Halfway through the Pogues‘ St. Patrick’s Day show at New York’s Terminal 5, the band kicked into “London Girl,” a bouncy bonus track off 1985’s classic Rum Sodomy & the Lash. Frontman Shane MacGowan, wearing a black sweater with a cigarette in his hand, clutched the microphone, snarling the refrain: “This could be our final dance / This could be our very last chance.”
It may have been. The show was the final night of the Irish rockers’ 10-date, six-city A Parting Glass With the Pogues tour, and their third night in New York. The band has said it is almost certainly their last U.S. run, due to the increasing costs of bringing an eight-piece band on the road and MacGowan’s unpredictable performances. “We can’t always entirely trust Shane to deliver the goods,” whistle player Spider Stacy recently told Billboard.
MacGowan, grizzled and largely toothless at 53, hasn’t released a new Pogues song since 1990’s Hells Ditch. He slurs his words heavily and refuses any interviews or television promotion. He’s sad to watch, considering he’s a songwriting genius who was an innovator to pair traditional Irish instruments with a punk rock attitude. Joe Strummer, who filled MacGowan’s role when he quit the band in the early Nineties, called him “one of the best writers of the century.”
If it indeed was the band’s last U.S. show, it was more of an Irish wake than a funeral. Before the band went on, ambulances were already parked outside the club and a woman could be seen getting carried out by security. After openers Titus Andronicus, the band sauntered onstage to the blasting music of the Clash’s “Straight to Hell,” with Stacy taking his mic wearing a Mick Jones-style cap and military jacket. They kicked off with three swift punches: rollicking singalongs “Streams of Whiskey” and “If I Should Fall from Grace With God” and the sweeping ballad “The Broad Majestic Shannon” played in front of a starry background.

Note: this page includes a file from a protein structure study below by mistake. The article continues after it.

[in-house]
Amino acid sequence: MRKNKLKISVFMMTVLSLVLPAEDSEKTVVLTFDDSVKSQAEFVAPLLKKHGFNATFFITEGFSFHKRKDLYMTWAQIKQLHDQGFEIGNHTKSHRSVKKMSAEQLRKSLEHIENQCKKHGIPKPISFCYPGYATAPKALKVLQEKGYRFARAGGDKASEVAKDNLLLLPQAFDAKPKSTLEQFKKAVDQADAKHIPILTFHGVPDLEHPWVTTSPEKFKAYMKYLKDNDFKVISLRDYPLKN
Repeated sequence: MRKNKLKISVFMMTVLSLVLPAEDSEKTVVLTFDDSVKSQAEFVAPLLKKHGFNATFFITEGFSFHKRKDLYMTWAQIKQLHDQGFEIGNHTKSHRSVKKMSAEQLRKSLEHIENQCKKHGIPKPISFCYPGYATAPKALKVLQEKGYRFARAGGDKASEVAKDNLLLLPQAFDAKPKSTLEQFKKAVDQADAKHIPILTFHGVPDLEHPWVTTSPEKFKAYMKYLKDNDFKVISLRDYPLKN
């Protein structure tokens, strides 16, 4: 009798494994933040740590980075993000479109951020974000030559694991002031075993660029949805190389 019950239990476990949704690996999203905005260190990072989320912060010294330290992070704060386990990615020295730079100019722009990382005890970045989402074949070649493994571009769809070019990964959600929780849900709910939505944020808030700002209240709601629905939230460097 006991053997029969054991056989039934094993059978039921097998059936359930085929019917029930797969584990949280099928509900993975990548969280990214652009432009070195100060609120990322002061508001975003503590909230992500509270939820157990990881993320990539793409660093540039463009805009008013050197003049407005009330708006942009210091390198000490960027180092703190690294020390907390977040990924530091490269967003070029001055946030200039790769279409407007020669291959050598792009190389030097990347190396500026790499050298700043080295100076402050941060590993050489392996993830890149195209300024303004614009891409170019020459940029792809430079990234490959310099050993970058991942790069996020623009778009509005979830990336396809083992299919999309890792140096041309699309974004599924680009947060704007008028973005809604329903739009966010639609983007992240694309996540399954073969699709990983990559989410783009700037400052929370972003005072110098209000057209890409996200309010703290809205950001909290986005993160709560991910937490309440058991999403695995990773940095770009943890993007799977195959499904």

MacGowan had his moments throughout the night. He soon slurred a heartfelt “A Pair of Brown Eyes,” even impressing his bandmates. “Thank you Shane,” Stacy said, looking impressed. “That was lovely.” MacGowan offered a thumbs-up, grabbed a clear iced drink and wobbled offstage for a break.
When he left, the band proved they remain a highly charged machine that should continue playing when MacGowan can’t. Stacy delivered a stellar take of their 1993 sentimental rocker “Tuesday Morning,” recorded after MacGowan’s departure, surprisingly their highest-charting U.S. hit. They later revved-up the crowd with the instrumental “Repeal of the Licensing Laws” and guitarist Phil Chevron later belted an impassioned “Thousands are Sailing.”
MacGowan returned for the night’s biggest sing-along, “Dirty Old Town,” and “The Sick Bed of Cuchulainn,” featuring time-shifting, crash-and-burn rhythms. As the band hit the last note, he threw his stool to the ground, and then picked up his mic stand and impaled it into the stage.
The show’s two-encore homestretch was even more raucous, featuring “Sally MacLennane” and the classic standard “The Irish Rover” dedicated to late Dubliners singer Ronnie Drew. Returning for a second time, MacGowan emerged with a bottle of white wine, howled “Paddy Works on the Railway” and then 1988’s “Fiesta.” He imitated his same wobbly gestures from the original music video while Stacy banged his head aggressively with a beer tray. MacGowan guzzled half of the bottle of wine, and as the band played the final notes, picked up a tray and started banging it into his head, too. It felt completely wrong to watch, but also like the only way the band could go out.